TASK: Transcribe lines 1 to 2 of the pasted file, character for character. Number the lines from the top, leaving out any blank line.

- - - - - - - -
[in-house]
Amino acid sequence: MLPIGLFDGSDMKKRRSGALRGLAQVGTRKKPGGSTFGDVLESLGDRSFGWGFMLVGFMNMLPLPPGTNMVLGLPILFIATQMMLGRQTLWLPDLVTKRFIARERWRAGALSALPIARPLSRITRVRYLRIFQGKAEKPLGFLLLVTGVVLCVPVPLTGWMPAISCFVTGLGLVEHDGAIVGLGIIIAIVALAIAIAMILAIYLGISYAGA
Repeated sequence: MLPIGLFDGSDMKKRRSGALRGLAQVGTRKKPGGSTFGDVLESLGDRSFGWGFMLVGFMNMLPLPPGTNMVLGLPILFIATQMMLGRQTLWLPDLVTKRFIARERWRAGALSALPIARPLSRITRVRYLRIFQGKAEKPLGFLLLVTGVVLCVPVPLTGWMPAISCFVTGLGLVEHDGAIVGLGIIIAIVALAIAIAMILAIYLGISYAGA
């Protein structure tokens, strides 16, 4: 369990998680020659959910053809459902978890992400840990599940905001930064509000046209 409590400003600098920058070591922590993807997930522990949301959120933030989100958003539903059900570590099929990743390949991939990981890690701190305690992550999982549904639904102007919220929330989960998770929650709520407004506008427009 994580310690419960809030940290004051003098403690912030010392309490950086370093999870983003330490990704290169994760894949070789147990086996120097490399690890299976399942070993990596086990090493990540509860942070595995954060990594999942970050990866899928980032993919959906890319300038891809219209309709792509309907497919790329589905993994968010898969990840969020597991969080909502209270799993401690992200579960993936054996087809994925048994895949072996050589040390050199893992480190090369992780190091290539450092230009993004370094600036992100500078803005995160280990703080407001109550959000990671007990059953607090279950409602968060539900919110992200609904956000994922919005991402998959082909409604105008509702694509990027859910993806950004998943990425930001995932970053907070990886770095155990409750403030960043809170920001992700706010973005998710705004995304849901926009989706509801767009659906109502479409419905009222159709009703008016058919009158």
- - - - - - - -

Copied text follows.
[in-house]
Amino acid sequence: MLPIGLFDGSDMKKRRSGALRGLAQVGTRKKPGGSTFGDVLESLGDRSFGWGFMLVGFMNMLPLPPGTNMVLGLPILFIATQMMLGRQTLWLPDLVTKRFIARERWRAGALSALPIARPLSRITRVRYLRIFQGKAEKPLGFLLLVTGVVLCVPVPLTGWMPAISCFVTGLGLVEHDGAIVGLGIIIAIVALAIAIAMILAIYLGISYAGA